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Introduction to the History of Religions Handbooks on the History of Religions, Volume IV   By: (1836-1919)

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= Transcriber's note: Bold characters are surrounded by "" sign.

HANDBOOKS ON THE HISTORY OF RELIGIONS

EDITED BY

MORRIS JASTROW, JR., PH.D.

Late Professor of Semitic Languages in the University of Pennsylvania

VOLUME IV

LONDON: HUMPHREY MILFORD OXFORD UNIVERSITY PRESS

Handbooks on the History of Religions

INTRODUCTION TO THE HISTORY OF RELIGIONS

BY CRAWFORD HOWELL TOY LATE PROFESSOR IN HARVARD UNIVERSITY

CAMBRIDGE HARVARD UNIVERSITY PRESS 1924

COPYRIGHT, 1913

BY CRAWFORD HOWELL TOY

ALL RIGHTS RESERVED

Third Impression

PRINTED AT THE HARVARD UNIVERSITY PRESS

CAMBRIDGE, MASS., U.S.A.

PREFACE

The object of this volume is to describe the principal customs and ideas that underlie all public religion; the details are selected from a large mass of material, which is increasing in bulk year by year. References to the higher religions are introduced for the purpose of illustrating lines of progress.

The analytic table of contents and the index are meant to supplement each other, the one giving the outline of the discussion, the other giving the more important particulars; the two together will facilitate the consultation of the book. In the selected list of works of reference the titles are arranged, as far as possible, in chronological order, so as to indicate in a general way the progress of investigation in the subjects mentioned.

My thanks are due to the publishers for the care they have taken in the printing of the volume, and to their proofreaders, particularly to the chief proofreader, for not a few helpful suggestions.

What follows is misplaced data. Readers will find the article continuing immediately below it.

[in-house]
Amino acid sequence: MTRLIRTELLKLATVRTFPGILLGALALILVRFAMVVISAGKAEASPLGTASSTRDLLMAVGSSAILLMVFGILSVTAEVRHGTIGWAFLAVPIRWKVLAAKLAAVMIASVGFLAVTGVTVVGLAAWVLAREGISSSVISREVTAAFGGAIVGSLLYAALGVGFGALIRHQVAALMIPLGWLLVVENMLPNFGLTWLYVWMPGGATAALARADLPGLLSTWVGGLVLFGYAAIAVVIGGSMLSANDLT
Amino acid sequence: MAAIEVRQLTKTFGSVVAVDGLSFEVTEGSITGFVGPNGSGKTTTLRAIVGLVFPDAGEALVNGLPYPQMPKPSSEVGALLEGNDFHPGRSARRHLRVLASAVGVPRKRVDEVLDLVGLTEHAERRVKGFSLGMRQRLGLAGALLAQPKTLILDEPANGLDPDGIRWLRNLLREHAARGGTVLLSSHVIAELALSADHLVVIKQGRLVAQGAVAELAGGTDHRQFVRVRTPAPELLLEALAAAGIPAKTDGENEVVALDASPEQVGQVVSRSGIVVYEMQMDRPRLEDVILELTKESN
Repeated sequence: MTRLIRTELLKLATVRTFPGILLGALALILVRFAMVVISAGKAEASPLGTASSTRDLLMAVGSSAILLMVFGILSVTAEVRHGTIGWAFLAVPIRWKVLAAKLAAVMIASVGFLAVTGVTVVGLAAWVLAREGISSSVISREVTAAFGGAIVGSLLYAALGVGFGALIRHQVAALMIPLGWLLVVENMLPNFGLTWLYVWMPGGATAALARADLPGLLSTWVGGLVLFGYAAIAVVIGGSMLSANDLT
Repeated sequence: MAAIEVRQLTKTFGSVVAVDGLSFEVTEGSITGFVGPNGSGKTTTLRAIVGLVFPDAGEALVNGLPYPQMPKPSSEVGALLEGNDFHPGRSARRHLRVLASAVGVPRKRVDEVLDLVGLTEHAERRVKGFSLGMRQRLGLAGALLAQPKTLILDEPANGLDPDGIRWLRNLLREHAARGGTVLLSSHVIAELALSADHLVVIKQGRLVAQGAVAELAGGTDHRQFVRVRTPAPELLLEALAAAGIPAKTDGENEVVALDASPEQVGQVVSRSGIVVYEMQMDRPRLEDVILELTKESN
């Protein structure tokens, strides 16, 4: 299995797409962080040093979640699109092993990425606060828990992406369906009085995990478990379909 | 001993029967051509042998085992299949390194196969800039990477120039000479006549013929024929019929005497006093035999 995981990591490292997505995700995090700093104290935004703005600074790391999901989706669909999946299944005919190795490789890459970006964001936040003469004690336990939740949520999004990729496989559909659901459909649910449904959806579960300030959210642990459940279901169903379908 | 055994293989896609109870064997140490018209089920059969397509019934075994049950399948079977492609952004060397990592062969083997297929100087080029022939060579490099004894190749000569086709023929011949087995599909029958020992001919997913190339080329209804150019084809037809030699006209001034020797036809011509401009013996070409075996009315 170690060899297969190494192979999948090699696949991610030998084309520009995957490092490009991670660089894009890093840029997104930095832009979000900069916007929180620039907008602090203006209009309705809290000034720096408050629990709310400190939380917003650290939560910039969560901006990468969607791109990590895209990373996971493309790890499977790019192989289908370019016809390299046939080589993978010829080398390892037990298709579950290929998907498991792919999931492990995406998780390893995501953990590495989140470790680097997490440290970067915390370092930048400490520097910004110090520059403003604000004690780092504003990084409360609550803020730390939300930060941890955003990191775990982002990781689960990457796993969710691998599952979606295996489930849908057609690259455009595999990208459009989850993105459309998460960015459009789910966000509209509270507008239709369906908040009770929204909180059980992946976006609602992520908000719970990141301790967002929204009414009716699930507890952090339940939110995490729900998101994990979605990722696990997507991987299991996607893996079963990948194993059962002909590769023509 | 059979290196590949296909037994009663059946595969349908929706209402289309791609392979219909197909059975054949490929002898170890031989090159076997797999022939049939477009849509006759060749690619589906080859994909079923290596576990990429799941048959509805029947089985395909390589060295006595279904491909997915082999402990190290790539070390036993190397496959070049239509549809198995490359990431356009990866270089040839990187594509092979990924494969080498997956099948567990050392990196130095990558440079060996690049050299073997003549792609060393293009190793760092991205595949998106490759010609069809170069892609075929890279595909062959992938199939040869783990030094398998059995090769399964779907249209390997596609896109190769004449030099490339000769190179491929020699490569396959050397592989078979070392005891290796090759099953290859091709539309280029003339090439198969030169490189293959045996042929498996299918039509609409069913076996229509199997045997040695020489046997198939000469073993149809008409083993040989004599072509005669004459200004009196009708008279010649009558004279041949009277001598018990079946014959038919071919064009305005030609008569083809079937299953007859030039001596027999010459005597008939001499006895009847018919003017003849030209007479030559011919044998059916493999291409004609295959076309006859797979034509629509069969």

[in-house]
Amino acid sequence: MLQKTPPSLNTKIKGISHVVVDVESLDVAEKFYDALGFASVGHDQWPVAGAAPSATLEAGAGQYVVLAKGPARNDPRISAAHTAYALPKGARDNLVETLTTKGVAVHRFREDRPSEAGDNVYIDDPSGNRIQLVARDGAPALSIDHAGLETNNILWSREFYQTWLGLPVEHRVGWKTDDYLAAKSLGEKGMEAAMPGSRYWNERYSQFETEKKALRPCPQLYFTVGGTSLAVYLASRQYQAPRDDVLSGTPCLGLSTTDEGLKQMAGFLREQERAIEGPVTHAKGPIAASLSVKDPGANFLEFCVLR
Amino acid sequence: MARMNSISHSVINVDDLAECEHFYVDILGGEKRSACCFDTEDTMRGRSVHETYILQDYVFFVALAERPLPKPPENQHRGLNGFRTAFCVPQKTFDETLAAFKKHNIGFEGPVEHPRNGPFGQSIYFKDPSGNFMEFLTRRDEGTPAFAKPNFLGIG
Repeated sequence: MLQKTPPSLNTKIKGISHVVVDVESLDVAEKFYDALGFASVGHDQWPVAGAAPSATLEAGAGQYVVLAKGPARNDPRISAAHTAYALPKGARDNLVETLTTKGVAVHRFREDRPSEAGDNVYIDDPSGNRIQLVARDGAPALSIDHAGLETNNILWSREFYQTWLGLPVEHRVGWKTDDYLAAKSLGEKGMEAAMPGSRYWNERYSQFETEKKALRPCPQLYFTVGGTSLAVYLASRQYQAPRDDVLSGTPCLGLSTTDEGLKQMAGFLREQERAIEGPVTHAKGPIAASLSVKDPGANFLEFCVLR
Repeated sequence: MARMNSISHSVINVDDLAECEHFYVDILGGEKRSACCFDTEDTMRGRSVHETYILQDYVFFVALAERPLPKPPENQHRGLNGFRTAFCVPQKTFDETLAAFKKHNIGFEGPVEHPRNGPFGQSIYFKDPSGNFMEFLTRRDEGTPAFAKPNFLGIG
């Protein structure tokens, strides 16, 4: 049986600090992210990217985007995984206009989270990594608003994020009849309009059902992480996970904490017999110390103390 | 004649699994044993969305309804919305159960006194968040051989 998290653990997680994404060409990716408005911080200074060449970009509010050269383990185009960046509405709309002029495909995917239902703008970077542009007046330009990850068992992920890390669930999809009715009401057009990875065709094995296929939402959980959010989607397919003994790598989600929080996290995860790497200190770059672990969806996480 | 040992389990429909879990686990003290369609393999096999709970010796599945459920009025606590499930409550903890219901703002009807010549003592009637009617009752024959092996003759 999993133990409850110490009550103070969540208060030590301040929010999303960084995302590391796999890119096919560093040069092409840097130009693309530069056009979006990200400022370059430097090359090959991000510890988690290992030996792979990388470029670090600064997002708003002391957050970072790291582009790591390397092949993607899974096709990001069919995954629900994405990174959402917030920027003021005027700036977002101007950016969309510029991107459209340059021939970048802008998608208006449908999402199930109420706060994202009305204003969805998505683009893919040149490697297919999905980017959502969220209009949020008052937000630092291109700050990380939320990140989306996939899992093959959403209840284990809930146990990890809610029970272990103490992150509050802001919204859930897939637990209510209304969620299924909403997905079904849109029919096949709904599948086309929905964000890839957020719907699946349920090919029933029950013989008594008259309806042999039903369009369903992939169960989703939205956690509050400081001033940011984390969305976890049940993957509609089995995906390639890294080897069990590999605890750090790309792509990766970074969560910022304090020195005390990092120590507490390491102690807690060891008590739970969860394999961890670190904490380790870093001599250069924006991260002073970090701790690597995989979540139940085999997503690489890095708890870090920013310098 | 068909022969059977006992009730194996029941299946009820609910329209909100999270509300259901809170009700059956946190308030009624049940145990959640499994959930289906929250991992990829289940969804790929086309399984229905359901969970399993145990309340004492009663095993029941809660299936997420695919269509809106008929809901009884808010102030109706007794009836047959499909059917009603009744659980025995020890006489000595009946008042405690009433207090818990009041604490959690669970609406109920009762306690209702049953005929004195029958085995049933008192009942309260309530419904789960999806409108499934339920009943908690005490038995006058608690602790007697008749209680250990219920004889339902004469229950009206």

C. H. T.

CAMBRIDGE, MASSACHUSETTS

CONTENTS

(The Arabic figures in the chapter summaries refer to paragraphs)

PAGE

CHAPTER I. NATURE OF RELIGION 1

Science and religion coeval, 1; Man's sense of dependence on mysterious Powers, 2; Early man's feeling toward them of a mixed nature, 3; mainly selfish, 4; Prominence of fear, 6; Conception of natural law, 7; Sense of an extrahuman Something, 9; Universality of religion, 10; Its development parallel to that of social organization, 12; Unitary character of human life, 14; External religion, 15; Internal religion, 16.

CHAPTER II. THE SOUL 10

NATURE OF THE SOUL. Universal belief in an interior something, 18; its basis, 19; from observation of breath, 21; of shadow, 22; of blood, 23; Its form a sublimated double of the corporeal man, 24; or of an animal, 25; The seat of the soul, 26; Localization of qualities, 27; Consequences of the soul's leaving the body, 29; The hidden soul, 31.

ORIGIN OF THE SOUL. Not investigated by savages, 32; Creation of man, 33; Theories of birth, 34; Divine origin of the soul, 36; Mysteriousness of death, 38.

POLYPSYCHISM. Early views of the number and functions of souls, 39; Civilized views, 43.

FUTURE OF THE SOUL. Belief in its death, 46; This belief transient, 51 53; Dwelling place of the surviving soul in human beings, beasts, plants, or inanimate objects, 55 59; or near its earthly abode, 60 63; or in some remote place in earth, sea, or sky, 64 66; or in an underground world, 67 69; Occupations of the dead, 70; Retribution in the Underworld, 71; Nonmoral distinctions, 72 75; Moral retribution, savage, 76 78; Civilized, 79 80; Local separation of the good from the bad, 81; Reward and punishment, Hindu, 82; Egyptian, 83; Greek, 84; Jewish and Christian, 85, 86; Purgatory, 87; Resurrection, 88 90... Continue reading book >>




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